Lanai Hiking

Hiking on Lanai is unlike it is on any other island in Hawaii, or any other place in the world, for that matter. Of all the things to do on Lanai, hiking may be one of the best ways to see the plant and wildlife on the island and its picturesque views. There are a few Lanai hiking trails from which to choose, so deciding where to hike on Lanai is simply a matter of choosing which type of territory or scenery you prefer. Some of the more popular sites for Lanai hiking are along the Munro Trail near Lanai City, on the Kaiolohia-Kahue trail in Shipwreck Beach, and at the Garden of the Gods.

The Munro Trail is one of the older hiking trails on the island, established and named after George Munro, who arrived from New Zealand in 1890 to change the island's ranch holdings from sheep to cattle. He preserved the area to protect the endangered and rare species of plant life that grew here, such as the sandalwood tree and the Hawaiian gardenia. He also introduced the Cook pine, which can be seen in extensive groups along the trail. At the end of this trail lies the highest peak in Lanai, Mount Lanaihale.

Walking this entire Lanai hiking trail is not possible, practically speaking, because of the distance it covers, so visitors would be wise to rent a four-wheel-drive vehicle for part of this trip; it takes about three hours to traverse the length of the Munro Trail by car. Visitors are advised to wait for dry weather conditions and drive carefully.

Shipwreck Beach, also referred to as Kaiolohia-Kahue and the lost trail, is located on the northeast side of the island, where you will find the ruins of an old lighthouse and can see a historic shipwreck as well. For the adventurous travelers, this Lanai hiking trail is literally off the beaten path with little to no signage. It starts at Shipwreck Beach and goes towards the interior for several miles. It is primarily used by the local fishermen and is not accessible by vehicle.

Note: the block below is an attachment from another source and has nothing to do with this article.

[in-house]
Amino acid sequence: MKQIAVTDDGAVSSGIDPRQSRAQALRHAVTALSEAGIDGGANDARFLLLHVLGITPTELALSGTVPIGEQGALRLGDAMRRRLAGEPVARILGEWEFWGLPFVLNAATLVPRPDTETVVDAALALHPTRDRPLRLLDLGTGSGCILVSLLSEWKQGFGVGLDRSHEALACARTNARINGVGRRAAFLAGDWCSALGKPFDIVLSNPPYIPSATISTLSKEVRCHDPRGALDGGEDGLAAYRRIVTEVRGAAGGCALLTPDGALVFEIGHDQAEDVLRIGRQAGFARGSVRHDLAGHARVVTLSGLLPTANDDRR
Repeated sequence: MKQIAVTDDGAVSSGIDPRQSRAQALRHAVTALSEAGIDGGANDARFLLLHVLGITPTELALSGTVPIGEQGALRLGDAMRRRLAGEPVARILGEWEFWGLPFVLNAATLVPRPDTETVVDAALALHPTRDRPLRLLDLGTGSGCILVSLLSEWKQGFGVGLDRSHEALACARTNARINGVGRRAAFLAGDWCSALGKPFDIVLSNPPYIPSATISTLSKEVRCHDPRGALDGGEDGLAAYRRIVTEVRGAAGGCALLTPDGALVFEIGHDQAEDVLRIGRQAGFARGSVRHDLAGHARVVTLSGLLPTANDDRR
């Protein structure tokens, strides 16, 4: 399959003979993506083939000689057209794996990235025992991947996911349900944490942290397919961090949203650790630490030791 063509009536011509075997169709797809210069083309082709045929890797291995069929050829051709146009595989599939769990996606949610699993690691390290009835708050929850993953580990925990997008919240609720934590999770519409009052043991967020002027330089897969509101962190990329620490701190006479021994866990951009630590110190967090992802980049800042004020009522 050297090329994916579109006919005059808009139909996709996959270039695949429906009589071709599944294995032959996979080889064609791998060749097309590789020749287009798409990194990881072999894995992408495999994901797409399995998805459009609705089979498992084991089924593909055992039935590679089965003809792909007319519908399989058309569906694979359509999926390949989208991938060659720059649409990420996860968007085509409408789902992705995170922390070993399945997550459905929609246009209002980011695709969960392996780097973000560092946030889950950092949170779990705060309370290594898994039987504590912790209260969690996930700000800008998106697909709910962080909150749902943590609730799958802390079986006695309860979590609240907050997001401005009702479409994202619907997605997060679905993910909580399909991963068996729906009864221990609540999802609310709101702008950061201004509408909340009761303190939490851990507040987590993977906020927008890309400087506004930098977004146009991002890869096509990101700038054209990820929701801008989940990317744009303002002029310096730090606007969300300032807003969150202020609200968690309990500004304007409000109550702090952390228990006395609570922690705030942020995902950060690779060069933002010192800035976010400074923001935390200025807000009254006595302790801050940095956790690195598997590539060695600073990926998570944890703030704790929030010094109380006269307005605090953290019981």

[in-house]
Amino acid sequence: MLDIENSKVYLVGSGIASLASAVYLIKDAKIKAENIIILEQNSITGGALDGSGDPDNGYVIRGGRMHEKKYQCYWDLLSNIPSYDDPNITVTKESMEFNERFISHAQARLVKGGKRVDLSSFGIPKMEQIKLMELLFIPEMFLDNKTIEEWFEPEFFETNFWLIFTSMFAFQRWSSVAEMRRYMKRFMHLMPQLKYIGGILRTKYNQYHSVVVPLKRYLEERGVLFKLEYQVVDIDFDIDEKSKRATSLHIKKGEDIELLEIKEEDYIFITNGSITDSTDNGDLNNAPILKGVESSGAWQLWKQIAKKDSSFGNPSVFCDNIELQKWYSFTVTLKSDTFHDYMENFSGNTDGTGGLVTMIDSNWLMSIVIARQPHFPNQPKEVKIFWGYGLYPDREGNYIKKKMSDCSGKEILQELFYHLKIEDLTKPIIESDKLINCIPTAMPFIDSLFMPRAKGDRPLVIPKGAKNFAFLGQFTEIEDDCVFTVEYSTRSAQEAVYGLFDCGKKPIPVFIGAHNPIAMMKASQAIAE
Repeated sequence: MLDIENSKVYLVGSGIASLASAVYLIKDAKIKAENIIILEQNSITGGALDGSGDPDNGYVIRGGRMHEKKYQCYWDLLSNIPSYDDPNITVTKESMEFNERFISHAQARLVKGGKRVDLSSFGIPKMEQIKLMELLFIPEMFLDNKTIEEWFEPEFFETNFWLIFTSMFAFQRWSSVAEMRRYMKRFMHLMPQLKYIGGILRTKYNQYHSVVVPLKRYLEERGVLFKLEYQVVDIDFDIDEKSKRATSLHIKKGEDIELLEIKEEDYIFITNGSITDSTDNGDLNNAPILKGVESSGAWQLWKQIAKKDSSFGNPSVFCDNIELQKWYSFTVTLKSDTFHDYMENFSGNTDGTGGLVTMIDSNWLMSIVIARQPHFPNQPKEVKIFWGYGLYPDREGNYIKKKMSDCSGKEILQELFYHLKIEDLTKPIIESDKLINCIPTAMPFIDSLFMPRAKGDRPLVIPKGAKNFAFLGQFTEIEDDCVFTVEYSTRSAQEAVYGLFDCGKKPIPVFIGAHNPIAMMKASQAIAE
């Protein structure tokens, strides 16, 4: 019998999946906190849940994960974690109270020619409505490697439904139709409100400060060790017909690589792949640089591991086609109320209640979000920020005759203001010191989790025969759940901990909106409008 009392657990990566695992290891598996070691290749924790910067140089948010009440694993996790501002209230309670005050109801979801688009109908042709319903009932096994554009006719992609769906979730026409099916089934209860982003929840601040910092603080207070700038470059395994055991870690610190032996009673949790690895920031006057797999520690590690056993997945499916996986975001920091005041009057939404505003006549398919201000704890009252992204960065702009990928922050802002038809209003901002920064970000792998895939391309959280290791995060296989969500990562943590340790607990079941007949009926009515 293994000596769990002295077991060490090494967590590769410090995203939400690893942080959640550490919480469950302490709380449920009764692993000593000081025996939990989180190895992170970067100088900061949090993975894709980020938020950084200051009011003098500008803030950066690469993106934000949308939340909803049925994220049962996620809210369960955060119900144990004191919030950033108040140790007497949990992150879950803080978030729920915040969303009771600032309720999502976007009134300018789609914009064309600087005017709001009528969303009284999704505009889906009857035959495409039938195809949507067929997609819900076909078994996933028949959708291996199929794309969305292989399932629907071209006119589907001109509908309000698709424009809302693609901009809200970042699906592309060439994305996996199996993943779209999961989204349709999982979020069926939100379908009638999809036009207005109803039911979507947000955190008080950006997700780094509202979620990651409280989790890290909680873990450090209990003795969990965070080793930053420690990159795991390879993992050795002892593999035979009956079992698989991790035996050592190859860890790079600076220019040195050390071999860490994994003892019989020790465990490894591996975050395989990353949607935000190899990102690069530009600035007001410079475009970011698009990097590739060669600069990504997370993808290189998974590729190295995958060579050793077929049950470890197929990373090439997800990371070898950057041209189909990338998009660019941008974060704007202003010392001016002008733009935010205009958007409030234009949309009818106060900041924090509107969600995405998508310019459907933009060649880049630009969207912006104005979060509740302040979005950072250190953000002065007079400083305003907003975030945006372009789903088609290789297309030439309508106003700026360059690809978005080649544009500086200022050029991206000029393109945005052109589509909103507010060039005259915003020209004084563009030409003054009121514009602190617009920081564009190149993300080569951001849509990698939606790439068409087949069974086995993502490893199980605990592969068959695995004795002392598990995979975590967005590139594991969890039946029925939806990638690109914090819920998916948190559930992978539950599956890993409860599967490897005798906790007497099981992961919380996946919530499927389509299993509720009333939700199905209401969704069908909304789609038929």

Hiking on Lanai may also bring you to the Garden of the Gods, which is the site of one of the unique Lanai hiking trails and is sometimes referred to as the ultimate rock garden; the Hawaiians call it Keahiakawelo. There is no vegetation along this hiking trail—it is filled with various rocks and boulders in an isolated canyon. Scientifically speaking, the scene of beauty at this Lanai attraction is the result of erosion and weathering, but there are several island legends that tell the story differently.

According to one legend, the rocks were dropped by the gods tending their gardens in the sky. In another, Hawaiian warrior spirits live in these rocks. Probably one of the more spectacular legends says that the gods were fond of sculpting, and they produced strong winds to create the sculptures in this garden. The best times to view the Garden of the Gods are during the early morning hours when the deep color of the sun brings out the most radiant colors in the rocks and creates spectacular shadows, or in the evening when the sunset illuminates the rock formations.

Wherever you choose to go hiking on Lanai, expect to be dazzled by the unique landscape. As on any hiking trail, it is advisable and sometimes required to stay on the trail, and it is wise to avoid touching or tampering with the landscape. Bring your camera with you to capture moments and stunning scenery from your Lanai hiking trip. Be sure to check, in advance, the conditions of weather and trail, as there are sometimes temporary closures due to weather, and above all, enjoy the Lanai hiking trails that are sure to be a memorable part of your vacation to the island.

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